Now that BJP has declared Kiran Bedi as its CM candidate for the ensuing Assembly Elections in Delhi, one of my close friends, a Delhiite and an ardent supporter of Aam Aadmi Party, has made up her mind to vote for BJP this time. Like me, she is also of the view that no political party is actually serious about the issues concerning women especially ensuring safety and security of women in Delhi and that not much has changed even after the heart-wrenching Nirbhaya incident that took place two years back in Delhi. In fact, in these two years, we have rather seen politicians making irresponsible and derogatory remarks against women in an inhumanely insensitive manner. With such people in the positions of power, with such abominable mindset, I suppose nobody can really hope for a real change in the current scenario?
I remember one of such reckless comments made during Nirbhaya agitations. It was from Abhijit Mukherjee, son of the Hon′ble President of India. I remember this because; being a Bengali, his remarks (‘highly dented and painted’ pretty ladies) had hurt me the most. We do not expect Bengalis to deliver such nonsense, who are generally known for their intellect, political consciousness, literary and other cultural accomplishments. But, of course, things have worsened now; and after Trinamul Congress MP Tapas Pal′s rape remarks, we can now expect such rubbish from this region as well. Really unfortunate and highly disappointing.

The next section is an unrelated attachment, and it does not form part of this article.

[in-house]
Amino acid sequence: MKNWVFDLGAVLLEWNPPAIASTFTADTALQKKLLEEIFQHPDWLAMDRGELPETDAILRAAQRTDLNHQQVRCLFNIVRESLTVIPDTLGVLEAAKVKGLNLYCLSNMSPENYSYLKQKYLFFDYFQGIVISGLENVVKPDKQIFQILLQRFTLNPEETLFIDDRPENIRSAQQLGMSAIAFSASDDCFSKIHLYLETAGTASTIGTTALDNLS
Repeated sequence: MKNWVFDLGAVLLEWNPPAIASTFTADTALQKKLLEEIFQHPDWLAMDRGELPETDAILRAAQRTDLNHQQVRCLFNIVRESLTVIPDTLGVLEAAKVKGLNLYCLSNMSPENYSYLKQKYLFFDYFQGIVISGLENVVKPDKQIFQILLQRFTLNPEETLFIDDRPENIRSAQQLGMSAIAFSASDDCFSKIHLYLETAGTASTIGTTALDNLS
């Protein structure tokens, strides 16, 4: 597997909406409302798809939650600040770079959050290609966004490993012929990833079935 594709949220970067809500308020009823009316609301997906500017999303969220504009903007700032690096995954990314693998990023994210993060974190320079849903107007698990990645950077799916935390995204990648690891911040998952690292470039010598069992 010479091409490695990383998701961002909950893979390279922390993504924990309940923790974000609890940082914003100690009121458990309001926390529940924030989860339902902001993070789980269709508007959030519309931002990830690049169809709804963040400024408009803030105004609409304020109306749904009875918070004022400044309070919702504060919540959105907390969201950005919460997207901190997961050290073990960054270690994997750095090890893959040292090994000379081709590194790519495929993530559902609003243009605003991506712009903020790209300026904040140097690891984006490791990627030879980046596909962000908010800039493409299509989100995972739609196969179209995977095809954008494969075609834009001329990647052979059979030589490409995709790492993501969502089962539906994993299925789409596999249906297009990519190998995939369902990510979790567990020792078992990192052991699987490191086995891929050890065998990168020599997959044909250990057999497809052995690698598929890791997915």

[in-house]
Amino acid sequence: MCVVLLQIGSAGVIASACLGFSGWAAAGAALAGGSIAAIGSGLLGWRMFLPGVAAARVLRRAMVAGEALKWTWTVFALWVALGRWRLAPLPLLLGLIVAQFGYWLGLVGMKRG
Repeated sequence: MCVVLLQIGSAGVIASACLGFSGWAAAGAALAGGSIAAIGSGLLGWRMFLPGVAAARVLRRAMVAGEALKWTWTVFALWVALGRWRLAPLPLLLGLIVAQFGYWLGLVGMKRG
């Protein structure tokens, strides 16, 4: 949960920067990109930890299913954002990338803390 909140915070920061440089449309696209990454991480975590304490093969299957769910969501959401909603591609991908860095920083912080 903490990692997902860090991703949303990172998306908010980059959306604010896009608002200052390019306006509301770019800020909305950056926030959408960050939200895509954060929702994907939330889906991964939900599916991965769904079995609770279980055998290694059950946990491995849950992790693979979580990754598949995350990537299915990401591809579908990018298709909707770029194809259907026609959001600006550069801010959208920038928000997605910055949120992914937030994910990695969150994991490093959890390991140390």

Back to Kiran Bedi′s CM candidature, I am hopeful (or rather sure, somewhere deep inside) that, given a chance to serve, she would make sincere efforts to bring about the change people like me are aspiring for and would do something concrete to ensure safety and security of women in Delhi. Surely, the expectations are high because she is not being looked upon as just another big-mouthed politician, but as a person with true values, known for her honesty and eminence in public life. Most of us (who wanted her to be Delhi Police Chief once) still look upon her as the first women IPS Officer and feel proud of the fact, rather than as an associate of a political party.
Had I been a Delhiite, I wonder, whether I would have also decided to vote for the political party she is associated with, rather than voting for the party I support. I think I would have done just that; with a heavy heart (but full of hopes, at the same time), of course.
With this, I wish all my fellow citizens a very happy Republic Day. Jai Hind.
January 26, 2015